Luscious Dosi questions social perspectives in Across the Colour Bar


Writer, director and producer Luscious Dosi completed his Honours degree in
writing and directing for single and multi-camera in 2012 at the South African
School of Motion Picture Medium and Live Performance (AFDA) in Johannesburg
where he is now employed as a lecturer in television, while also working on
numerous film projects.

Most notably, the film he completed in his Honours year, Across the Colour Bar,
won Best Documentary at the 2014 Jozi Film Festival. In a searching and
fearless manner, Dosi tells the story of Ntabiseng Hibbert, a white woman who
has lived in the township of Katlehong since the mid-90s.

After suffering years of abuse from her husband, Ntabiseng, scared and
vulnerable, fled and settled in Katlehong, where ironically, she found a place of
safety where she could immerse herself in the local culture and language.
“When I visited Katlehong as a child I saw Ntabiseng but it was only when I got
the go-ahead for the documentary that I approached her,’ says Dosi. “She’s a
humble woman, and was shocked that I wanted to talk to her. But I sat down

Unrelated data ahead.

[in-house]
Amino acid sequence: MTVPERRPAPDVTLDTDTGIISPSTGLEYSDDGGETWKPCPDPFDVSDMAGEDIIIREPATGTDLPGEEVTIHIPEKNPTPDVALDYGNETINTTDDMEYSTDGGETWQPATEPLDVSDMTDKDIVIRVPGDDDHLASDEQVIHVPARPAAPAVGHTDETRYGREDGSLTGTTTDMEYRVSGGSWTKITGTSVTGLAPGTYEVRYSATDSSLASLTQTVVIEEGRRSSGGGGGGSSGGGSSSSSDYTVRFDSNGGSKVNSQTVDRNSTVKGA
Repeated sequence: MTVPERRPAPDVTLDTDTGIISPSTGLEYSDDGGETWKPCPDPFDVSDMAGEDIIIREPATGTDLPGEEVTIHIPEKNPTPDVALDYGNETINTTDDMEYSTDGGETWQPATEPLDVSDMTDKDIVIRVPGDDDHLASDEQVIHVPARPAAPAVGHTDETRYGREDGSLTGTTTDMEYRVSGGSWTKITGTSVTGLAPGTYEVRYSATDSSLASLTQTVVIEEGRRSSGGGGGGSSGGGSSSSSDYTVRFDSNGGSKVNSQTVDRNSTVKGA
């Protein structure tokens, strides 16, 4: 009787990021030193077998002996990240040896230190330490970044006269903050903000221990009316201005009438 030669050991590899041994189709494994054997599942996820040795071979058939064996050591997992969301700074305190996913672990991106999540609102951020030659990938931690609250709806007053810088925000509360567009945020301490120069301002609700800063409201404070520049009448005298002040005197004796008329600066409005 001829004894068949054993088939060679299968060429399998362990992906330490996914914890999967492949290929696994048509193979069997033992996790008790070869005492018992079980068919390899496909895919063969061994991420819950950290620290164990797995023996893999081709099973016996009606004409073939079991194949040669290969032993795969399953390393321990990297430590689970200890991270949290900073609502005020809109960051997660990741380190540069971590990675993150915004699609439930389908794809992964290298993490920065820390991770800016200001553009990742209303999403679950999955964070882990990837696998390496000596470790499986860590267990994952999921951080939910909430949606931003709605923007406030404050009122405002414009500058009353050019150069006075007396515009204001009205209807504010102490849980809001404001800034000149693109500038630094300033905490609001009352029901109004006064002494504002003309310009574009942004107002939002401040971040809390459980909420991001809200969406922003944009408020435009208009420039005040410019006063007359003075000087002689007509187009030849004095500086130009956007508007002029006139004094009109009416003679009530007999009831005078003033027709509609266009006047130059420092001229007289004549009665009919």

with her, we spoke and I got to know her.’

Dosi recorded her story, started writing a transcript and transformed that into a
script which resulted in his 34-minute, winning documentary in which he
intimately fleshes out Ntabiseng’s existence, her joys and sorrows, lending
powerful structure to a story that does indeed transcend the colour bar.

Comments the filmmaker: “We spent about three months on research and shot
the doccie on the Sony F3 and Canon 5D in four weeks. It was often an
emotional journey when she talked about her 12-year-old daughter Melissa,
whom Ntabiseng’s family has never met as Melissa was fathered by a black
Inspired by African cinema from childhood, Dosi grew up in a time when now
defunct community cinemas such as Sans Souci in Kliptown in Soweto and the
Avalon Theatre in Fordsburg dazzled him with productions from African countries.

There he came across movies by Ousmane Sembene, the first film director from
an African country to achieve international recognition, best known for movies
like Moolaade, which Dosi regards as inspirational.

These moviegoing experiences have prompted him to tell stories with a strong
human element, compelling him to tell tales of emotional suffering and prejudice
which are ultimately transcended by strength and determination.

“I love emotional stories that touch on humanity and am inspired by films from
the Middle East, such as A Separation,’ adds Dosi. “I need to be moved, I
believe that that is what film should be about, changing people’s perspectives.
We are working on changing society and social perceptions through the
language of film.’

Across the Colour Bar has been entered in the Encounters International
Documentary Film Festival and the International Black Film Festival in San

Dosi’s next documentary, funded by the National Film and Video Foundation
(NFVF), is in its production stage and shooting will commence in April.


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